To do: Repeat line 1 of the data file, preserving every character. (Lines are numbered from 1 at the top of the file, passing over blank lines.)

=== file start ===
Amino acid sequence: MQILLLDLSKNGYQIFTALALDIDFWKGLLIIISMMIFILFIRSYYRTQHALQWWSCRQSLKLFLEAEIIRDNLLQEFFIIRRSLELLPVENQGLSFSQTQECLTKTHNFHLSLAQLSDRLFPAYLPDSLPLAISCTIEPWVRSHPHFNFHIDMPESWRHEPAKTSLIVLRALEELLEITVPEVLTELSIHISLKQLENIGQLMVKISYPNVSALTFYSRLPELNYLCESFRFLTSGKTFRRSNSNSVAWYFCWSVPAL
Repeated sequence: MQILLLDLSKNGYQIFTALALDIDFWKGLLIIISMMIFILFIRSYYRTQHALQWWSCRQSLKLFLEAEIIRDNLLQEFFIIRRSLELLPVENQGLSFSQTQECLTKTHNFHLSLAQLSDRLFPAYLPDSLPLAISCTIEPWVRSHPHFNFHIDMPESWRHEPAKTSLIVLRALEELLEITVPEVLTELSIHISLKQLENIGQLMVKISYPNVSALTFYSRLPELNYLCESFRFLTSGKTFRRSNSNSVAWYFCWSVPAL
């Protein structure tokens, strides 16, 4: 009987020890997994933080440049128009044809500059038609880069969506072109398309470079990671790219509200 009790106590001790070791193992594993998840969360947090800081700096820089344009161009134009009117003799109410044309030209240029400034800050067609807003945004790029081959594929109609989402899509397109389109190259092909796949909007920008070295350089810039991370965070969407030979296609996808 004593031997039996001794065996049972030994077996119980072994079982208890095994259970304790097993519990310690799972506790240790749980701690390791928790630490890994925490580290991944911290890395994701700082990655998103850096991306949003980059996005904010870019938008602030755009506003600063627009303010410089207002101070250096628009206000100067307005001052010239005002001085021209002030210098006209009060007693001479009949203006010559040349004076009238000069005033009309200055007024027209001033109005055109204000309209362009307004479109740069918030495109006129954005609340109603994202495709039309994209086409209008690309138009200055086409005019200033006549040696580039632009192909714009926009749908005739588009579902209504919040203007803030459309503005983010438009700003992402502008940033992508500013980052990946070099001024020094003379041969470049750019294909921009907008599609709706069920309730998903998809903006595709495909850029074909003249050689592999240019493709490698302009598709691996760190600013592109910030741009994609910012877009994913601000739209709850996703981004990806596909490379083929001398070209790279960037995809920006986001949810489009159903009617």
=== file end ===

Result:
Amino acid sequence: MQILLLDLSKNGYQIFTALALDIDFWKGLLIIISMMIFILFIRSYYRTQHALQWWSCRQSLKLFLEAEIIRDNLLQEFFIIRRSLELLPVENQGLSFSQTQECLTKTHNFHLSLAQLSDRLFPAYLPDSLPLAISCTIEPWVRSHPHFNFHIDMPESWRHEPAKTSLIVLRALEELLEITVPEVLTELSIHISLKQLENIGQLMVKISYPNVSALTFYSRLPELNYLCESFRFLTSGKTFRRSNSNSVAWYFCWSVPAL